Home prices dropped about 35% between mid-2006 and early 2009 in the first nationwide decline since the Great Depression as measured by the S&P/Case-Shiller home price index. They have since recovered, and are now at 117% of their prior peak level in 2006. Home prices historically meandered in a range of three to four times median incomes, jumping to 5.1 times in December 2005 before collapsing. The ratio is now at 4.4 times, a level that was unprecedented prior to June 2004.

Several factors that characterized the last decade will now work against housing. The lowest interest rates in U.S. history spurred a boom in luxury housing. At the start of the last decade, about a fifth of the homes in the U.S. were priced at $300,000 or higher. Ten years on, that’s true for more than half of all homes. The National Association of Realtors says the inventory of existing homes for sale has dropped to about three months of supply from more than seven months. Supply has shrunk as millions of Baby Boomers unexpectedly delayed downsizing. One of the reasons for this was the longest bull market in stocks in history, which afforded would-be sellers the wherewithal to continue carrying higher maintenance and larger homes than otherwise possible.

The recent reversal in the stock market has the potential to expedite the long anticipated “Silver Tsunami.” A June 2019 Fannie Mae report tallied the number of homes owned by boomers and the generation that preceded at about 46 million, more than a third of the 140-million-home housing stock. Zillow Group Inc. predicts “upwards of 20 million homes hitting the market through the mid-2030s (which) will provide a substantial and sustained boost to supply, comparable to the fluctuations that new home construction experienced in the 2000s boom-bust cycle.”

But now, the number of homes Zillow projected to hit the market in a disciplined fashion over the next 15 years will become an exodus as retirees’ need to monetize the equity in their homes to supplement their disposable income skyrockets. One can only imagine how swiftly home prices will decline once boomers feel safe enough to open their homes to outsiders as part of the normal sales process. The University of Michigan’s preliminary consumer sentiment index for April that was released Thursday showed that plans to buy a home tumbled the most since 1979.

The capping of deductions at $10,000 has already led to a 10% to 25% discount on home prices in high tax states relative to their lower-tax counterparts. Anticipated increases in property taxes to offset collapsing state and municipal budgets will amplify the damage inflict on those on fixed incomes.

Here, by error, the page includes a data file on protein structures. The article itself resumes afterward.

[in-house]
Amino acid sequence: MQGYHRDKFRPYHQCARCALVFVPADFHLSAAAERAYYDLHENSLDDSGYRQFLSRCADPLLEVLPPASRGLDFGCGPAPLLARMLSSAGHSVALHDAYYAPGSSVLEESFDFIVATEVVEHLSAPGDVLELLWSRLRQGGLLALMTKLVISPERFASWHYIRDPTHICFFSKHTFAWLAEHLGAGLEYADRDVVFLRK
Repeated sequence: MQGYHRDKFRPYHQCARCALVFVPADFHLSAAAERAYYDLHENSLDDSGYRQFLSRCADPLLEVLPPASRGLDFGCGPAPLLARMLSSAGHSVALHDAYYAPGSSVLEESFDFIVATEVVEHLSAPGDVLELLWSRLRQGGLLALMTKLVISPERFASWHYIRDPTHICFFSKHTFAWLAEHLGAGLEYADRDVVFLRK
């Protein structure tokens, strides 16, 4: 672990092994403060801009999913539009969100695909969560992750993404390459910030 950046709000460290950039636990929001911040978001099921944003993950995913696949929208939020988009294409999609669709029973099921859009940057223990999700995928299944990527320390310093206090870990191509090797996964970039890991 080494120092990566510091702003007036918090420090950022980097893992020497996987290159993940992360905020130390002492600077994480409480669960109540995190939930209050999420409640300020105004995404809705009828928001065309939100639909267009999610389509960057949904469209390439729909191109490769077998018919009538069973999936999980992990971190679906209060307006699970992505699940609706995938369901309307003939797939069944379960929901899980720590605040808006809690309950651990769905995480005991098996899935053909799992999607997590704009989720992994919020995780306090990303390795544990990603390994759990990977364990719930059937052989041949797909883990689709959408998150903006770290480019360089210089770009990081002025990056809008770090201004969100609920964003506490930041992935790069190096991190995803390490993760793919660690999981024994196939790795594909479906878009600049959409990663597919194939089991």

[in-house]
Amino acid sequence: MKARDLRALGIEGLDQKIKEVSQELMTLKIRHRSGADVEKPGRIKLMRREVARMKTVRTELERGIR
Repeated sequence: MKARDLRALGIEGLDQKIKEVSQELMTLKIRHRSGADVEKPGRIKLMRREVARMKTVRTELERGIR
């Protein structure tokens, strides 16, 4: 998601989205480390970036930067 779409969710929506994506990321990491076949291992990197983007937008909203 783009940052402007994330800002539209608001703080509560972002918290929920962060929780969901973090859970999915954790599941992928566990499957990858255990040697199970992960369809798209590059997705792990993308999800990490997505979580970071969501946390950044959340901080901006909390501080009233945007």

A complete unknown that could increase the coming surge in supply is the pool of single-family rentals. About eight million landlords who own between one and 10 properties accounting for half the nation’s rental properties, according to Avail, a software company that caters to landlords. Financial duress will come swiftly for those carrying multiple mortgages. Also, a small cohort of institutional investors own roughly 250,000 of the roughly 16 million pool of rental homes, according to ATTOM Data Solutions.

Making matters worse is the crash in demand for jumbo mortgages, which are those over the $510,400 conforming loan ceiling. Wells Fargo & Co. recently announced that it was halting the purchase of jumbo mortgages that originate from other lenders. Investors are sticking with government-backed loans which have greater security given payments will still be received even if borrowers have been granted forbearance. In the last downturn it took almost five years to close the premium charged to attain a jumbo mortgage over rates on conforming mortgages.

And finally, there are more than nine million second homes in the U.S. that may or may not be financially viable given the depth of the current recession. Lending standards tightened dramatically in the last recession as the unemployment rate crested at 10%. It’s difficult to imagine the challenge prospective homebuyers will face in the coming years given we know a 10% jobless rate is not a best-case scenario.

It’s also impossible to quantify how Americans will perceive homeownership given the hardship so many will endure. If frugality is embraced as it was after the Great Depression, homes will once again be viewed as a utility. The McMansion mentality is at risk of extinction.

The reason why the collapse in the subprime mortgage market hit the housing market so hard was because the lead up was predicated on the fact that there had never been a nationwide decline in home prices. But now for the second time in a little more than a decade, Americans are poised to witness the impossible.

This article originally appeared in Bloomberg Opinions.



Stimulus Will Not Prevent The Next Leg Down In U.S. Stocks

Apr. 12, 2020 2:53 PM ET

James A. Kostohryz


Fed and Treasury stimulus will not be able to prevent massive losses of income, production and wealth in the economy.

Despite stimulus, vast numbers of businesses in high employment industries will disappear and/or take many years to recover.